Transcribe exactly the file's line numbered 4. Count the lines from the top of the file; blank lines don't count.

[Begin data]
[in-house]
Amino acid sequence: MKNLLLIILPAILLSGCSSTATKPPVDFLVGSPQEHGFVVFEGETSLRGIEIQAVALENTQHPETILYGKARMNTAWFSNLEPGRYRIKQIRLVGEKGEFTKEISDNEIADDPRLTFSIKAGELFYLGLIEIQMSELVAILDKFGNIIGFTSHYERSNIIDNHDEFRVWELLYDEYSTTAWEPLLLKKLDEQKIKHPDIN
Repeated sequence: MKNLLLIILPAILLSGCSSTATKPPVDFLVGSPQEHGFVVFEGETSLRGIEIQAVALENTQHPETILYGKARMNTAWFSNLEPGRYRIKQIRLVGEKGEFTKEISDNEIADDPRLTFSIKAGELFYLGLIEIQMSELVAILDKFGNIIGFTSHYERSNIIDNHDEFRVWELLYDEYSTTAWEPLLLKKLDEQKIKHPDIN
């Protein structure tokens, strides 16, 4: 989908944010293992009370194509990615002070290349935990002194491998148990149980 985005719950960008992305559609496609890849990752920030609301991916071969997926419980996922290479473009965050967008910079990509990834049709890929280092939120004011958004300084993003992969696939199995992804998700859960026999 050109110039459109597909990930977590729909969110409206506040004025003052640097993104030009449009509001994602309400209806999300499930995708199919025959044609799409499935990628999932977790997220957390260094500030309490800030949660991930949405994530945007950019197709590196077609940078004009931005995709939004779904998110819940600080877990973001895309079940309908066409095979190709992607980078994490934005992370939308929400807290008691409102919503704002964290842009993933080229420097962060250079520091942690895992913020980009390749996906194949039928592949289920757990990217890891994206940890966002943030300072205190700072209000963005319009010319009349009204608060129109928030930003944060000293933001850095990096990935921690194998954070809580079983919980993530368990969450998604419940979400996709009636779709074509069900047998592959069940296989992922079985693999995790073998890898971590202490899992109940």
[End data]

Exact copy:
């Protein structure tokens, strides 16, 4: 989908944010293992009370194509990615002070290349935990002194491998148990149980 985005719950960008992305559609496609890849990752920030609301991916071969997926419980996922290479473009965050967008910079990509990834049709890929280092939120004011958004300084993003992969696939199995992804998700859960026999 050109110039459109597909990930977590729909969110409206506040004025003052640097993104030009449009509001994602309400209806999300499930995708199919025959044609799409499935990628999932977790997220957390260094500030309490800030949660991930949405994530945007950019197709590196077609940078004009931005995709939004779904998110819940600080877990973001895309079940309908066409095979190709992607980078994490934005992370939308929400807290008691409102919503704002964290842009993933080229420097962060250079520091942690895992913020980009390749996906194949039928592949289920757990990217890891994206940890966002943030300072205190700072209000963005319009010319009349009204608060129109928030930003944060000293933001850095990096990935921690194998954070809580079983919980993530368990969450998604419940979400996709009636779709074509069900047998592959069940296989992922079985693999995790073998890898971590202490899992109940």